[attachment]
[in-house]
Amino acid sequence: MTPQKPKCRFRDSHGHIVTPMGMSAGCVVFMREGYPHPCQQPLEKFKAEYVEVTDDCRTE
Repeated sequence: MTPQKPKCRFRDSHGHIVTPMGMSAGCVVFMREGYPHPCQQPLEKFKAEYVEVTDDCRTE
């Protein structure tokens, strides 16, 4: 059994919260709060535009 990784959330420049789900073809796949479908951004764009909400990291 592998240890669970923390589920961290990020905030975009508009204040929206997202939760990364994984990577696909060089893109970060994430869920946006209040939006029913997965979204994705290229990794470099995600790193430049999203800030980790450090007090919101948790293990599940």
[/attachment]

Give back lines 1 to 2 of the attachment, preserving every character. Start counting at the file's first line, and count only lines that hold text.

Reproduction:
[in-house]
Amino acid sequence: MTPQKPKCRFRDSHGHIVTPMGMSAGCVVFMREGYPHPCQQPLEKFKAEYVEVTDDCRTE